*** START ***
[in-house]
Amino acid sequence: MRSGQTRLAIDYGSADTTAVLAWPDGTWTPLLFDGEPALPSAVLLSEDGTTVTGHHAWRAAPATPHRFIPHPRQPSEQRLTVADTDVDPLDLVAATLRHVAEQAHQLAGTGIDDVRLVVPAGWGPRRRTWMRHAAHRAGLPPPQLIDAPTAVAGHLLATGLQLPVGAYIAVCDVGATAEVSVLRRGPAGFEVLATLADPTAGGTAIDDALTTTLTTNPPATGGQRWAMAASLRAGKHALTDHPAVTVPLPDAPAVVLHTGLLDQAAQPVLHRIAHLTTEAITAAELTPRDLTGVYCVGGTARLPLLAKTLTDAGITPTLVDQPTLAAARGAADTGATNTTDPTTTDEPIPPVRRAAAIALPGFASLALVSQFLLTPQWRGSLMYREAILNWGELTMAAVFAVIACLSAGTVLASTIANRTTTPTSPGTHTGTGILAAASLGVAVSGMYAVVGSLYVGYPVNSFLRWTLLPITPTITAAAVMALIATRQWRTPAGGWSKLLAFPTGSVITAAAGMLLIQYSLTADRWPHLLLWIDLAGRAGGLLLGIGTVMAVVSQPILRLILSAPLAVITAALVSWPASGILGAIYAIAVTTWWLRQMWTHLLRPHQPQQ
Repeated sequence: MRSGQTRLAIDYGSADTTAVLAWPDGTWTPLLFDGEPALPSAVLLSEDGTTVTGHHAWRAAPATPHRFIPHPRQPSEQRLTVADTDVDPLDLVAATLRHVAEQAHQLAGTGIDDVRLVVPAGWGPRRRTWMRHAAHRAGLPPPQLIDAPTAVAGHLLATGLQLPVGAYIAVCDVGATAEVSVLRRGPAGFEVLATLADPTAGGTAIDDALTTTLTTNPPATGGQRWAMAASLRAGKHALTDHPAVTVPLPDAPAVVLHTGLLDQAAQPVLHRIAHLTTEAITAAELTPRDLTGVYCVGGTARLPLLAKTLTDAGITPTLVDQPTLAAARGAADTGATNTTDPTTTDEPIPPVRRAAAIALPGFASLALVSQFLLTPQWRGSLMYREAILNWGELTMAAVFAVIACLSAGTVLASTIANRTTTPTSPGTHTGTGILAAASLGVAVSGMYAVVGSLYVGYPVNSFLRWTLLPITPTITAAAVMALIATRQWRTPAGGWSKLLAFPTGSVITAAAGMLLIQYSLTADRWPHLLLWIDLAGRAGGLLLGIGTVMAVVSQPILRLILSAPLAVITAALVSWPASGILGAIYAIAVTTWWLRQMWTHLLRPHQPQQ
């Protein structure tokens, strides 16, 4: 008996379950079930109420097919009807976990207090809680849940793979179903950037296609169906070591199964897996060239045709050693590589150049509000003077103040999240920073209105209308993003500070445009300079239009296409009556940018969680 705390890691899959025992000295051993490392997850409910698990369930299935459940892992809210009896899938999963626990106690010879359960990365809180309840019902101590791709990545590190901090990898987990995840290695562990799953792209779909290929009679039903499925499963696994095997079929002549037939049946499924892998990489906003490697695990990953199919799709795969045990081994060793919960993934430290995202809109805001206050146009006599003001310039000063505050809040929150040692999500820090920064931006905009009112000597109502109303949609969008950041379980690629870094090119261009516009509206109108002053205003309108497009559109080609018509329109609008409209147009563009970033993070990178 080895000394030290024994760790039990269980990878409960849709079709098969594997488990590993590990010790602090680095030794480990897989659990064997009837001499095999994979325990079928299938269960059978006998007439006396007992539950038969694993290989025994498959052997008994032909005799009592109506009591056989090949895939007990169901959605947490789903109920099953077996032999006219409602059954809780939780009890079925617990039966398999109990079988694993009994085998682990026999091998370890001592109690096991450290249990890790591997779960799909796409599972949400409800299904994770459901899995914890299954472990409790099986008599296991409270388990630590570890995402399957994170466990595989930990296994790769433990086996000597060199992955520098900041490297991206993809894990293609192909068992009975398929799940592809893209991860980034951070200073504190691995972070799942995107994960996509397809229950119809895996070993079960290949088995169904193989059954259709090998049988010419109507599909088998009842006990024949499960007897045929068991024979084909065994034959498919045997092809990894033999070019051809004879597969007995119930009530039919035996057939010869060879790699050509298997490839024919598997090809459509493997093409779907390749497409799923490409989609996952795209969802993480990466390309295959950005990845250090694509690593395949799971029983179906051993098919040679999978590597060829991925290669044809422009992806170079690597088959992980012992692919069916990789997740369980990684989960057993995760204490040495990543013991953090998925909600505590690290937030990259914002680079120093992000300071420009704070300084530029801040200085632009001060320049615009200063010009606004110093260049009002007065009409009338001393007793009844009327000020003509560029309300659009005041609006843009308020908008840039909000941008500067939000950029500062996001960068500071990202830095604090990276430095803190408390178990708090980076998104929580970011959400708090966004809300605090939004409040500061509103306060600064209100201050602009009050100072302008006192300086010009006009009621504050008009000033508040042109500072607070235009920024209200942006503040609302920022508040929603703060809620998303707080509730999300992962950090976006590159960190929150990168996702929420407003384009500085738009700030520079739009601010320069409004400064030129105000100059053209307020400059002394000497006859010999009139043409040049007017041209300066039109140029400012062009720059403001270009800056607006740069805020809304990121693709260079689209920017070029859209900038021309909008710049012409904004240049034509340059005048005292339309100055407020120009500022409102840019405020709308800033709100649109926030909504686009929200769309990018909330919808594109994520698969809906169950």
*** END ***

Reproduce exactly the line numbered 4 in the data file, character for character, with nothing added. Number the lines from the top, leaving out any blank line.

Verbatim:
């Protein structure tokens, strides 16, 4: 008996379950079930109420097919009807976990207090809680849940793979179903950037296609169906070591199964897996060239045709050693590589150049509000003077103040999240920073209105209308993003500070445009300079239009296409009556940018969680 705390890691899959025992000295051993490392997850409910698990369930299935459940892992809210009896899938999963626990106690010879359960990365809180309840019902101590791709990545590190901090990898987990995840290695562990799953792209779909290929009679039903499925499963696994095997079929002549037939049946499924892998990489906003490697695990990953199919799709795969045990081994060793919960993934430290995202809109805001206050146009006599003001310039000063505050809040929150040692999500820090920064931006905009009112000597109502109303949609969008950041379980690629870094090119261009516009509206109108002053205003309108497009559109080609018509329109609008409209147009563009970033993070990178 080895000394030290024994760790039990269980990878409960849709079709098969594997488990590993590990010790602090680095030794480990897989659990064997009837001499095999994979325990079928299938269960059978006998007439006396007992539950038969694993290989025994498959052997008994032909005799009592109506009591056989090949895939007990169901959605947490789903109920099953077996032999006219409602059954809780939780009890079925617990039966398999109990079988694993009994085998682990026999091998370890001592109690096991450290249990890790591997779960799909796409599972949400409800299904994770459901899995914890299954472990409790099986008599296991409270388990630590570890995402399957994170466990595989930990296994790769433990086996000597060199992955520098900041490297991206993809894990293609192909068992009975398929799940592809893209991860980034951070200073504190691995972070799942995107994960996509397809229950119809895996070993079960290949088995169904193989059954259709090998049988010419109507599909088998009842006990024949499960007897045929068991024979084909065994034959498919045997092809990894033999070019051809004879597969007995119930009530039919035996057939010869060879790699050509298997490839024919598997090809459509493997093409779907390749497409799923490409989609996952795209969802993480990466390309295959950005990845250090694509690593395949799971029983179906051993098919040679999978590597060829991925290669044809422009992806170079690597088959992980012992692919069916990789997740369980990684989960057993995760204490040495990543013991953090998925909600505590690290937030990259914002680079120093992000300071420009704070300084530029801040200085632009001060320049615009200063010009606004110093260049009002007065009409009338001393007793009844009327000020003509560029309300659009005041609006843009308020908008840039909000941008500067939000950029500062996001960068500071990202830095604090990276430095803190408390178990708090980076998104929580970011959400708090966004809300605090939004409040500061509103306060600064209100201050602009009050100072302008006192300086010009006009009621504050008009000033508040042109500072607070235009920024209200942006503040609302920022508040929603703060809620998303707080509730999300992962950090976006590159960190929150990168996702929420407003384009500085738009700030520079739009601010320069409004400064030129105000100059053209307020400059002394000497006859010999009139043409040049007017041209300066039109140029400012062009720059403001270009800056607006740069805020809304990121693709260079689209920017070029859209900038021309909008710049012409904004240049034509340059005048005292339309100055407020120009500022409102840019405020709308800033709100649109926030909504686009929200769309990018909330919808594109994520698969809906169950």